This recipe is part of my Old Yale Series, a collection of recipes that I’ve created featuring beer from Chilliwack’s award-winning Old Yale Brewery. Details of my partnership with them (disclaimer: this is a sponsored post, but the views expressed are my own), and info on where you can find their beer can be found in the introduction to the first recipe of this series, my Beer-Battered Shrimp Po’ Boys.
Calorie counters, just go ahead and close this window now. Honestly, I don’t want to be responsible for your falling off the wagon – or whatever mode of transportation one falls off of when they break their diets. Seriously, this bread is about as dangerous to a diet as it gets, in an “if I’m going out, it’s in a blaze of glory and a mouthful of spicy, cheesy beer bread” sort of way.
Now, if the thought of homemade bread intimidates you, fear not, as there is absolutely no proofing or kneading necessary for this recipe. It really just comes down to whether or not you can chop, grate, sift, and stir. The only real talent needed for this recipe is the ability to crack open a beer. Now, I may not know a lot of my readers personally (which I’d love to change – so go ahead and leave a comment, even if to just say hello)…but I trust that you’re up for the task.
Speaking of which, does anybody else have a friend that simply refuses to open a bottle of beer in a civilized manner? I have a friend who – for some particular reason – absolutely refuses to use a bottle opener whenever he needs to, as the name suggest, open bottles. I think he takes it as a personal challenge to find new and creative ways to achieve a task that is so much more efficient with the proper tool.
Anyways, whichever way you choose to open your beer, if you can do so, you can make this delicious bread. Also, if you can handle spice, totally go for the recommended amount of pickled jalapenos I have listed in the recipe. If you aren’t as big of a fan, you’ll definitely want to cut it back a bit. Actually, when taste-testing this bread with friends and family, it was pretty split. Those that like spice said it could be a little bit hotter, whereas those not as keen suggested a little less heat. So, make a judgement call on your end.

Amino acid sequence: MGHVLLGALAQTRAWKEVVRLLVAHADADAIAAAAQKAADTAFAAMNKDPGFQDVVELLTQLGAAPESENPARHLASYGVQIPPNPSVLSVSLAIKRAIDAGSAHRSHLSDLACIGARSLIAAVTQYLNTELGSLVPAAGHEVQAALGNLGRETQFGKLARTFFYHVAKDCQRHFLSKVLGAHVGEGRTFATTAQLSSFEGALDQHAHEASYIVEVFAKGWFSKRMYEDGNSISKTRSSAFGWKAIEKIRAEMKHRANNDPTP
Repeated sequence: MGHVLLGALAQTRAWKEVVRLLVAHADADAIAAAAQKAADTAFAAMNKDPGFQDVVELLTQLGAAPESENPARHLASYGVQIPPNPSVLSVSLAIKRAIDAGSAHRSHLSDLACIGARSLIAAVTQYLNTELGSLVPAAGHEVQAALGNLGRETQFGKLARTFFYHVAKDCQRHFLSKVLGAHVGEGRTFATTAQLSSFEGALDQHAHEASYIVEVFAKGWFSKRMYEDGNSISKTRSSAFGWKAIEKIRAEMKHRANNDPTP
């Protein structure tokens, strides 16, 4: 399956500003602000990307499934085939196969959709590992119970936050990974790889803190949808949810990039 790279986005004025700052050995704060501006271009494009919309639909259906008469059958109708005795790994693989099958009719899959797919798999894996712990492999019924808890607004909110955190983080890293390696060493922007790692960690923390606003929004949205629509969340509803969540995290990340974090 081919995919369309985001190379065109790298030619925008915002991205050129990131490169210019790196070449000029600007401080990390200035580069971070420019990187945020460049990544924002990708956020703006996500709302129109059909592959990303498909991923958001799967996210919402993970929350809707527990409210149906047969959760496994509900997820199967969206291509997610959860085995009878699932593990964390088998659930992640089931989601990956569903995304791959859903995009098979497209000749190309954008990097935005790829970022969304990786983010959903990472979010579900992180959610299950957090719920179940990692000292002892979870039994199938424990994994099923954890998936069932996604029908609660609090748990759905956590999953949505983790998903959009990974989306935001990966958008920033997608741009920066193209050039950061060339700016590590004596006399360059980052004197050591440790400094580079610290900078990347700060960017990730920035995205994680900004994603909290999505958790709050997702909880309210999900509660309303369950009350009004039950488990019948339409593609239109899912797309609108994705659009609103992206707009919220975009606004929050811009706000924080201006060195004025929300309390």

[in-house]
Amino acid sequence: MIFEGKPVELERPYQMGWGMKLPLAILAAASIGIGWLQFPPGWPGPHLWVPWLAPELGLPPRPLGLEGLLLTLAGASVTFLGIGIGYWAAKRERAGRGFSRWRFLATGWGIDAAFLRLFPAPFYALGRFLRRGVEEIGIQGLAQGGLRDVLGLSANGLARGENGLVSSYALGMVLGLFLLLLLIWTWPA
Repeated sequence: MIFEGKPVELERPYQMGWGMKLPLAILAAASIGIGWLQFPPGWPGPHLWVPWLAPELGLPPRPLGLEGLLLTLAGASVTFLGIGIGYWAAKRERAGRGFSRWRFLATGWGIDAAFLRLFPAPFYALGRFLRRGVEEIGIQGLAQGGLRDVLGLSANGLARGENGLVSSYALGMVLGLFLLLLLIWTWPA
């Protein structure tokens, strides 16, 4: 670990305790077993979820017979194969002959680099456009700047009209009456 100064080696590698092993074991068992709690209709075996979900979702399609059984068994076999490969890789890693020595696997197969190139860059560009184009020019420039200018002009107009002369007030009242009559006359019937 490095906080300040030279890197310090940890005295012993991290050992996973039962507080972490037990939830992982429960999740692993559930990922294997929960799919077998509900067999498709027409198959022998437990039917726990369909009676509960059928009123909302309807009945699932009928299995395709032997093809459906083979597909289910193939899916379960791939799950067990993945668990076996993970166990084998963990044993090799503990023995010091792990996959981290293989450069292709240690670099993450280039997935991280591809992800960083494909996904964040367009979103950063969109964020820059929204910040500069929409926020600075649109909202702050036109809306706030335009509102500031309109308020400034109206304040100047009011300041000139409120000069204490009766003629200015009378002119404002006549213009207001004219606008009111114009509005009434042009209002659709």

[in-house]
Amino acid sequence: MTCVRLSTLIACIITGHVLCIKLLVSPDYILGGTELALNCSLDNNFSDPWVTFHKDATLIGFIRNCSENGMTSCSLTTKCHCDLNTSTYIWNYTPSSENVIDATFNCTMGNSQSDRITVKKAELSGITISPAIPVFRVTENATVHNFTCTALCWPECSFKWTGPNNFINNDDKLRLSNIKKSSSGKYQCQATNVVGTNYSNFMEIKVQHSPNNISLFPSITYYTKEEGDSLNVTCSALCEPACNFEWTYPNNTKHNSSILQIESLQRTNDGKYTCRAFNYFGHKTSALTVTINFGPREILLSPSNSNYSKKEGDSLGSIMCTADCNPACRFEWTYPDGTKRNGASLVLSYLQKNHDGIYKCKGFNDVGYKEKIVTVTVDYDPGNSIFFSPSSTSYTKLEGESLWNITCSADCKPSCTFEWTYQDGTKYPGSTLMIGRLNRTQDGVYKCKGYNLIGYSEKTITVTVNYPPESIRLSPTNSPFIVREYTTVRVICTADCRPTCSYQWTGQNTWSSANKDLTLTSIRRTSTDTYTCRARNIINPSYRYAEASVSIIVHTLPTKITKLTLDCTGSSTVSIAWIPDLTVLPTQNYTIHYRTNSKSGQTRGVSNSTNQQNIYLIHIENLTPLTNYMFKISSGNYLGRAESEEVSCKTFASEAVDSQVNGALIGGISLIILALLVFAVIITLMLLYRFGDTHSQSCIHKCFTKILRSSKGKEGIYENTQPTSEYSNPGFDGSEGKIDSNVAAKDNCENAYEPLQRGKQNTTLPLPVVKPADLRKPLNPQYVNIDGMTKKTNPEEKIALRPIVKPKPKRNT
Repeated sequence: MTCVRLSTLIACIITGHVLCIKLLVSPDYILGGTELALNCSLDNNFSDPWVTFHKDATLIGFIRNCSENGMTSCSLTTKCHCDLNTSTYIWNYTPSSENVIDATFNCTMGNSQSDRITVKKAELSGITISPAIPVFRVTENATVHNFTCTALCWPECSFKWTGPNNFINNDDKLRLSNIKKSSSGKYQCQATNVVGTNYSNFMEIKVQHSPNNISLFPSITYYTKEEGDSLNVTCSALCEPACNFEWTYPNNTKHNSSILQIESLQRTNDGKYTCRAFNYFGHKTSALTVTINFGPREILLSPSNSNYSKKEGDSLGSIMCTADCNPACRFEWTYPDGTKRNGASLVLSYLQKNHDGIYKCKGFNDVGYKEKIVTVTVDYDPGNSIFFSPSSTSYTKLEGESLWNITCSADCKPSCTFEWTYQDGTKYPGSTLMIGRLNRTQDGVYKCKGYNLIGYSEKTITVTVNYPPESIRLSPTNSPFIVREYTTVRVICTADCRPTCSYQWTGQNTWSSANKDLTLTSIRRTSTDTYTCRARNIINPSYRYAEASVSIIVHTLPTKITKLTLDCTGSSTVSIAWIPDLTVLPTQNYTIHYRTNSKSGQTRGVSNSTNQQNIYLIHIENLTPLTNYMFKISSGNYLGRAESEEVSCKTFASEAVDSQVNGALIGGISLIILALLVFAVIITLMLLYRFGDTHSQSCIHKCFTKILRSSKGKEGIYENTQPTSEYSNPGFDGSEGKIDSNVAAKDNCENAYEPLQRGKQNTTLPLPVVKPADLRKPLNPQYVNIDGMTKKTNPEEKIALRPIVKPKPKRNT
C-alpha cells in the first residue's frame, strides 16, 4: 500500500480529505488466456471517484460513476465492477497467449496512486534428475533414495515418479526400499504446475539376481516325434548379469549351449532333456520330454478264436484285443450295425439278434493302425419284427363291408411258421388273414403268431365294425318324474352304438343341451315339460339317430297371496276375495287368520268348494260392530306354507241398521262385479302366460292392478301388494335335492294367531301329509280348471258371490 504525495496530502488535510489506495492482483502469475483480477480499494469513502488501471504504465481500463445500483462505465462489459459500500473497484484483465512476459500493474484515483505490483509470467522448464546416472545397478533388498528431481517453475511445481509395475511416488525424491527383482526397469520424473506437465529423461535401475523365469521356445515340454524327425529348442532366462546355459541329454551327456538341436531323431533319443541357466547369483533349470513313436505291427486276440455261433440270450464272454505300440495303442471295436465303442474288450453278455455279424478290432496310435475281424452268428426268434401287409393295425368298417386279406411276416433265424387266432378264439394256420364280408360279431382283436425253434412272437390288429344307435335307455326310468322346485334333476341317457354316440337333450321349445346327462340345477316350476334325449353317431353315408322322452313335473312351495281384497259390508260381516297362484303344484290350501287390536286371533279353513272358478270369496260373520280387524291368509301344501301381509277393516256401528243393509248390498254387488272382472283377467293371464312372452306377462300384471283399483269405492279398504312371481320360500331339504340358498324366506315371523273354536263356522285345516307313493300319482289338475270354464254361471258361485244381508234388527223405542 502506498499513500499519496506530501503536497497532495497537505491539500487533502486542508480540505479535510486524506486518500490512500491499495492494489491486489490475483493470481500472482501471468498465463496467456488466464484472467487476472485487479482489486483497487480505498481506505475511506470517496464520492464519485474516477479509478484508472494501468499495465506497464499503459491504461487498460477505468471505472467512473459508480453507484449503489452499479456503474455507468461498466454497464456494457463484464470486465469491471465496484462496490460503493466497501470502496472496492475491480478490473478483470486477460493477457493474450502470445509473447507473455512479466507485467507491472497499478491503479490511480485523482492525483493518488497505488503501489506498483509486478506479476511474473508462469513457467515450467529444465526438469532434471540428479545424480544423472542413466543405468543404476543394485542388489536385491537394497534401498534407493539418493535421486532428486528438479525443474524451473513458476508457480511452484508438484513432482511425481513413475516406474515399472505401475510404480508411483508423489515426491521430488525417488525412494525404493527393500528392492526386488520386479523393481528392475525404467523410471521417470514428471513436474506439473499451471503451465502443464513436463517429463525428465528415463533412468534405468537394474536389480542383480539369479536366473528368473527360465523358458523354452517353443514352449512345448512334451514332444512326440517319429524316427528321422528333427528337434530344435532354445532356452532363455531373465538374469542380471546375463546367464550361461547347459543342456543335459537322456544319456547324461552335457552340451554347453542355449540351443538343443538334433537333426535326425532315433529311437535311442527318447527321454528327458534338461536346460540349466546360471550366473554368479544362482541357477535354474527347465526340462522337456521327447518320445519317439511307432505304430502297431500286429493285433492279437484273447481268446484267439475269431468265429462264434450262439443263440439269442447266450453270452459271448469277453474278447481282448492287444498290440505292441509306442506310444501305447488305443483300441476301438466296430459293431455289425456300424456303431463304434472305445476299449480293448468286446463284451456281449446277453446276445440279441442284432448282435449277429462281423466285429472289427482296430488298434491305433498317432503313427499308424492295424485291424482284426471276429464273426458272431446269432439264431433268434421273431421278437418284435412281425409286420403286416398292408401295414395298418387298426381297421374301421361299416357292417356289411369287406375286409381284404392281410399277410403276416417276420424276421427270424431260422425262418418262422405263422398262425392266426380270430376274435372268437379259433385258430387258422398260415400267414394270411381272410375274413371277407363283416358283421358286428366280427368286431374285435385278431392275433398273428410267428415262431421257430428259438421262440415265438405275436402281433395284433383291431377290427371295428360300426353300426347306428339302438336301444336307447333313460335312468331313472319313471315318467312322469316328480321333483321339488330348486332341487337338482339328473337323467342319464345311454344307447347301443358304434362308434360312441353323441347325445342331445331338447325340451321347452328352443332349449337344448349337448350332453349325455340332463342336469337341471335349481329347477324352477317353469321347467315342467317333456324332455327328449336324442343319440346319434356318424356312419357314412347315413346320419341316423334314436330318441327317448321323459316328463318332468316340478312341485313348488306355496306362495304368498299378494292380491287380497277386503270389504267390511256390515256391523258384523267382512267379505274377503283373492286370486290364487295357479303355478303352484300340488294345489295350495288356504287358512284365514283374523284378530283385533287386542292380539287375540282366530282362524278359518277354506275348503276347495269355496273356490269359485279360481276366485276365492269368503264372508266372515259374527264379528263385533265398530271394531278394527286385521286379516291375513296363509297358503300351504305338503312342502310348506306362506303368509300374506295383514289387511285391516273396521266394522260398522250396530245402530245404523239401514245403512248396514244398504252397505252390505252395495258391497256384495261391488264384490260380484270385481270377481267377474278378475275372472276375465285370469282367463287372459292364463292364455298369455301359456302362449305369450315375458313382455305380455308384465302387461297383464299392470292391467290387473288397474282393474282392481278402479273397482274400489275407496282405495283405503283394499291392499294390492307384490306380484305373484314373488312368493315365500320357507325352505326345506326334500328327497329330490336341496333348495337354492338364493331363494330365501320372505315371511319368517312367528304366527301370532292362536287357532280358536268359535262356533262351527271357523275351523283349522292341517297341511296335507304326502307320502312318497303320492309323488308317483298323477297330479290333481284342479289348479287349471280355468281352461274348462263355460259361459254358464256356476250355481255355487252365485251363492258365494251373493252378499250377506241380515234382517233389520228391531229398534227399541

Also, if you’re into the hoppy stuff, Old Yale’s West Coast IPA does go pretty well with spice. Just sayin’…
Jalapeno Cheddar Beer Bread
- 3 cups all-purpose flour
- 3 tbsp. baking powder
- 1 1/4 tsp. salt
- 1 tbsp. sugar
- 1 heaping cup lightly packed old/sharp shredded cheddar cheese
- 1/4 cup pickled jalapeno peppers, roughly chopped
- 1 can (355ml./12 oz.) Old Yale Brewing Off Trail Pale Ale
- 1/3 cup unsalted butter, melted, plus extra for greasing
- Before anything else, preheat your oven to 375°F and lightly grease a 9 x 5 loaf pan with butter.
- Sift together the flour, baking powder, salt and sugar into a large bowl.
- Add in the cheddar and jalapenos and stir until mixed well.
- Pour in the beer. Use a spatula to stir until the contents of the bowl are incorporated together into a thick batter.
- Transfer the batter to your greased loaf pan and smooth the top with your spatula.
- Pour your melted butter over the top of the loaf pan, being sure to coat the entire surface of the batter
- Toss in the oven and bake for 1 hour.
- Once fully baked (brown on top but still quite moist inside), remove from the oven and let sit in the pan for about 10 minutes.
- Carefully remove the bread from the loaf pan and let rest for another 10-15 minutes on a cooling rack.
Makes one 9 x 5 loaf of bread
As a tiny disclaimer, the pictures are from my first round of recipe testing. I ended up increasing the salt, ditching some sugar and cutting down on the amount of butter poured over top. Unfortunately, my second batch (which the posted recipe reflects) didn’t make it to the photography stage because I ended up giving too much of it away to some very eager (and very satisfied) taste testers. Though the loaves looked near identical, the second loaf seemed to rise a little higher than the first. Oh well, I guess I’ll just have to make it again…